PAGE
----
Today we present a post written by our guest writer. This author has prepared a series of articles about getting a salary depending on gender. Are you ready to get a raise? Pay attention to each of these articles. Step-by-step you will move to higher career levels. Let’s start.
Not without reason, Iceland passed a law in 2018 which forces companies to prove that they pay men and women equally. The reasons for the pay gap are multiple and numerous studies have been performed on this topic.
Comparing Apples With Oranges
It’s really difficult to establish how big the pay gap really is because we often compare apples with oranges. We need to consider for example that in many countries, many women work in part-time jobs as they also need to take care of kids.
There are not so many chances for promotions and career development in part-time jobs and that is one part of the problem because pay raises usually go hand in hand with promotions. So the overall career development for women in part-time jobs will be slower than for men in full-time jobs.
There might also be the aspect of security: a woman who is taking care of her kids might not want to exchange the safe current workplace against another one where she might need to have less flexibility, more work, more overtime, etc. So, she probably won’t apply for a better-paid job in a different company out of fear that it won’t be compatible with her current lifestyle.
I experienced this several times as a team manager. I wanted to promote a woman working part-time, give her more responsibility and exposure, but she didn’t want to out of fear that she would have to do longer hours, lose the flexibility to take care of her kids when they need it and generally be more stressed.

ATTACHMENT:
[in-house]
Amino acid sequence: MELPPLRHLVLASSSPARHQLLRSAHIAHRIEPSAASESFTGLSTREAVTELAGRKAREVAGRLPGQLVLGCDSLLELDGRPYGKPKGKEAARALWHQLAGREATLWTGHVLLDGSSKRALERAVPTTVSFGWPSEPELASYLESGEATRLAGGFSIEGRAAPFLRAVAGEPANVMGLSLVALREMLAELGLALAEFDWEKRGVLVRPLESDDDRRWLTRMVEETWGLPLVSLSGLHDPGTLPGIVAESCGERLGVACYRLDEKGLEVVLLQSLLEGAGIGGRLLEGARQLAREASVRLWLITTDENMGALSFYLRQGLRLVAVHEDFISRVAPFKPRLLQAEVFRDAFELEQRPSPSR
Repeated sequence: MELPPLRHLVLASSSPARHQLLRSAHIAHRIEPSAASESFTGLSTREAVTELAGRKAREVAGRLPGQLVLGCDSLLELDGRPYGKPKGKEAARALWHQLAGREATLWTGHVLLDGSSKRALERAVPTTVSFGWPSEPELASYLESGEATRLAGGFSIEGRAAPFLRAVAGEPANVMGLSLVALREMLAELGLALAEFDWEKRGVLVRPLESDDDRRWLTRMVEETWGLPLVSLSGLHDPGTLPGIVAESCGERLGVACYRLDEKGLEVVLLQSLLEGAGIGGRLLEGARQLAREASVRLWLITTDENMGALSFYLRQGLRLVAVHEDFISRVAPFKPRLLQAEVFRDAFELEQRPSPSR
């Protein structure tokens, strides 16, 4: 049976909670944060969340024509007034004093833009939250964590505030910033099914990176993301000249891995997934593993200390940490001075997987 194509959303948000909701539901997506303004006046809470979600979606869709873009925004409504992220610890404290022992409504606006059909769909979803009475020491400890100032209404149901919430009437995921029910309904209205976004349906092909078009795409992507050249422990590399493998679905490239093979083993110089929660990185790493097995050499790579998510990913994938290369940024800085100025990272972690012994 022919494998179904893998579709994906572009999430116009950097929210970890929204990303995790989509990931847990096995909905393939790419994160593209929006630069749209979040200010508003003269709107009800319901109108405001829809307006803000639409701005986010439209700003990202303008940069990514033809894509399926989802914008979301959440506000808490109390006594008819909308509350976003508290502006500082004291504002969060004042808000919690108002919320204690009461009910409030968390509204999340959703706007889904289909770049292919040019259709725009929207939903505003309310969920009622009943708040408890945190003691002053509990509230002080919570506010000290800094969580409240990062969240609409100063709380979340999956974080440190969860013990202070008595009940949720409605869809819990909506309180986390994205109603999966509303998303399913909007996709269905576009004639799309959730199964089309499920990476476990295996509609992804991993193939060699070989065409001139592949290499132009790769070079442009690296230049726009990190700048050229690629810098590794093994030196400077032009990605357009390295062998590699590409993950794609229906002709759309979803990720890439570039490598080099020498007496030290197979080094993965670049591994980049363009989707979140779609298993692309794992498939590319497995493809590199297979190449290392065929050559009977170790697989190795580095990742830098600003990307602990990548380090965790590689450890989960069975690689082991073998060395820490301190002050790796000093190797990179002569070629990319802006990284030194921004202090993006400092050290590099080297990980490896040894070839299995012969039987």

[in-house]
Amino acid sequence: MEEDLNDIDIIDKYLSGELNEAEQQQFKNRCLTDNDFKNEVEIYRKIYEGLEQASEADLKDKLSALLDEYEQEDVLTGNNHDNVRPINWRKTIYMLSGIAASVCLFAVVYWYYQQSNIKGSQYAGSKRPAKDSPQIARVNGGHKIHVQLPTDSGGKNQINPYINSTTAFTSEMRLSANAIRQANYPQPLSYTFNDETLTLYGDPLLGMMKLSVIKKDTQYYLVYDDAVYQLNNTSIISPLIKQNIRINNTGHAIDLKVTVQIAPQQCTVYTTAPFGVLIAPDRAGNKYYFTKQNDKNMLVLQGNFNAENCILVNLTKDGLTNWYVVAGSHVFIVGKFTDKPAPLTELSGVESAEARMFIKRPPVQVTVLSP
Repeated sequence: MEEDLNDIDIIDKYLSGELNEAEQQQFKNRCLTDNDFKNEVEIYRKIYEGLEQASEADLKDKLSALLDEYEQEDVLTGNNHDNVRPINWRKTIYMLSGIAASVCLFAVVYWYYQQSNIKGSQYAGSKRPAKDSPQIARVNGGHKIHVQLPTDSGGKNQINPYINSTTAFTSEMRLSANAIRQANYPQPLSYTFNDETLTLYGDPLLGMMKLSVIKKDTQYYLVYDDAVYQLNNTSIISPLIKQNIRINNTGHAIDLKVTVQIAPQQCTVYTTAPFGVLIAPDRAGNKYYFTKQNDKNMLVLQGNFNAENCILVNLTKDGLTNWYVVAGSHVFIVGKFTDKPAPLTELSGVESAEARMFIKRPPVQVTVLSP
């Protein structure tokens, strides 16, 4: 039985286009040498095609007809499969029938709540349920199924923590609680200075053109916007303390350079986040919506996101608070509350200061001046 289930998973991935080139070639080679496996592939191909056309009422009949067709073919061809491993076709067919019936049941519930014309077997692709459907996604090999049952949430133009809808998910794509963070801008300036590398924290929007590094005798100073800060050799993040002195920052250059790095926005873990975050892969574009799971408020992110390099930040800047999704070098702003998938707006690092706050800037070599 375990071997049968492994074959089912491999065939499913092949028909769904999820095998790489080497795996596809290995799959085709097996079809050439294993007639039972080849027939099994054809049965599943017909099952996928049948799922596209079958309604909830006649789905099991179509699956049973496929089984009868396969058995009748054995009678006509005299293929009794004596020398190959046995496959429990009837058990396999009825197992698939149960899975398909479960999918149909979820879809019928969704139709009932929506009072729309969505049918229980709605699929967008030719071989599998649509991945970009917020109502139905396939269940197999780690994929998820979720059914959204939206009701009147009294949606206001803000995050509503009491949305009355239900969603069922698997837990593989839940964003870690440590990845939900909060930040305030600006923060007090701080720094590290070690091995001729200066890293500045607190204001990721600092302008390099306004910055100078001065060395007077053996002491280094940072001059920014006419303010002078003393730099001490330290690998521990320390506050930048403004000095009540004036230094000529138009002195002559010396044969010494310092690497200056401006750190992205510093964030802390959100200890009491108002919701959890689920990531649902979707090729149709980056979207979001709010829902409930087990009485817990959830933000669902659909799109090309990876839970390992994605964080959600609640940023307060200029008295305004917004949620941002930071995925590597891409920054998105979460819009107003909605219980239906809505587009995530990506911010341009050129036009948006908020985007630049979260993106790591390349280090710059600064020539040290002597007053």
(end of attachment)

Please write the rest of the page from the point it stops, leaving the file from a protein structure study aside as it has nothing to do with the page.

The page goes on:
Furthermore, we also need to consider that women and men often choose different careers. There are male-dominated, well-paying industries which can be considered as unsuitable careers for women. Jobs in IT, for example, pay really well, yet there are quite a few female software developers, IT project managers, system administrators, etc. Then there are typically female-dominated industries that don’t pay as well.
Lower Starting Salaries
As a team and hiring manager, I also identified another reason for the pay gap: women ask for much lower starting salaries than men. I experienced this so many times amongst male and female applicants of the same age group and for the same position.
My personal experience with my team members, clients, and friends is mainly covering office-related jobs, e.g. in Customer Service, Sales, Project Management, Communications/PR and similar positions, where men and women are usually equally represented. I haven’t really had clients in typically male or typically female-dominated industries, so I wouldn’t be able to say if there is a difference there.
I know from my personal experience as a team manager and as a coach for job applications that salary negotiations are a difficult topic for most women. I understand that. Salary negotiations are uncomfortable. You don’t want to create conflict, especially when starting out in a new job – and salary negotiations can feel just like that.
You might also be at a loss how to argue your case, so it’s easier to settle with what they recommend. Or you might not feel confident enough that you really are worth more, you might feel like an imposter and therefore just go with whatever you are offered.
Here’s the good news: I have a whole lot of advice on how you can improve your salary negotiations and I’ll do this in a miniseries over the next few days. So stay tuned for the next posts, covering topics like how to determine your worth, how to prepare your salary negotiations, how to better negotiate and how to build your case for a pay raise.